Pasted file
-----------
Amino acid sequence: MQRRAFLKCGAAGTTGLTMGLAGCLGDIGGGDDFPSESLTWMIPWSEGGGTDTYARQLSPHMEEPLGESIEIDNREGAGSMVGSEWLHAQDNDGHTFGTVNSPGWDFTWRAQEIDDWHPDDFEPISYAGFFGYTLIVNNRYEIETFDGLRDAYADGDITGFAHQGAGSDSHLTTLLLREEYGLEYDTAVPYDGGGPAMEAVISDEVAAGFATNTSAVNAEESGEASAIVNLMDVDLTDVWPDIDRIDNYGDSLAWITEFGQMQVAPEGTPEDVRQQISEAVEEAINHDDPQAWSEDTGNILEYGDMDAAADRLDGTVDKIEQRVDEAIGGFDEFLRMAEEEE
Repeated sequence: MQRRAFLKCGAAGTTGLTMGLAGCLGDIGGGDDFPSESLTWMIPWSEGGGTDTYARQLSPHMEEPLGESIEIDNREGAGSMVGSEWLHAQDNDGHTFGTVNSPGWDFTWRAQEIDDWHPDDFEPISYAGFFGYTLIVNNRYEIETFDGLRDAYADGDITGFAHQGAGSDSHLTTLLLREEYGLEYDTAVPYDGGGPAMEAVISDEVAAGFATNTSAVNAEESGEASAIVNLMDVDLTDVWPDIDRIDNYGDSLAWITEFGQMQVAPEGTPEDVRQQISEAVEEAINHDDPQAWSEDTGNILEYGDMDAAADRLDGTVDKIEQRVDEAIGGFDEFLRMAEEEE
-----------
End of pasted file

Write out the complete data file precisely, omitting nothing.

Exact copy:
Amino acid sequence: MQRRAFLKCGAAGTTGLTMGLAGCLGDIGGGDDFPSESLTWMIPWSEGGGTDTYARQLSPHMEEPLGESIEIDNREGAGSMVGSEWLHAQDNDGHTFGTVNSPGWDFTWRAQEIDDWHPDDFEPISYAGFFGYTLIVNNRYEIETFDGLRDAYADGDITGFAHQGAGSDSHLTTLLLREEYGLEYDTAVPYDGGGPAMEAVISDEVAAGFATNTSAVNAEESGEASAIVNLMDVDLTDVWPDIDRIDNYGDSLAWITEFGQMQVAPEGTPEDVRQQISEAVEEAINHDDPQAWSEDTGNILEYGDMDAAADRLDGTVDKIEQRVDEAIGGFDEFLRMAEEEE
Repeated sequence: MQRRAFLKCGAAGTTGLTMGLAGCLGDIGGGDDFPSESLTWMIPWSEGGGTDTYARQLSPHMEEPLGESIEIDNREGAGSMVGSEWLHAQDNDGHTFGTVNSPGWDFTWRAQEIDDWHPDDFEPISYAGFFGYTLIVNNRYEIETFDGLRDAYADGDITGFAHQGAGSDSHLTTLLLREEYGLEYDTAVPYDGGGPAMEAVISDEVAAGFATNTSAVNAEESGEASAIVNLMDVDLTDVWPDIDRIDNYGDSLAWITEFGQMQVAPEGTPEDVRQQISEAVEEAINHDDPQAWSEDTGNILEYGDMDAAADRLDGTVDKIEQRVDEAIGGFDEFLRMAEEEE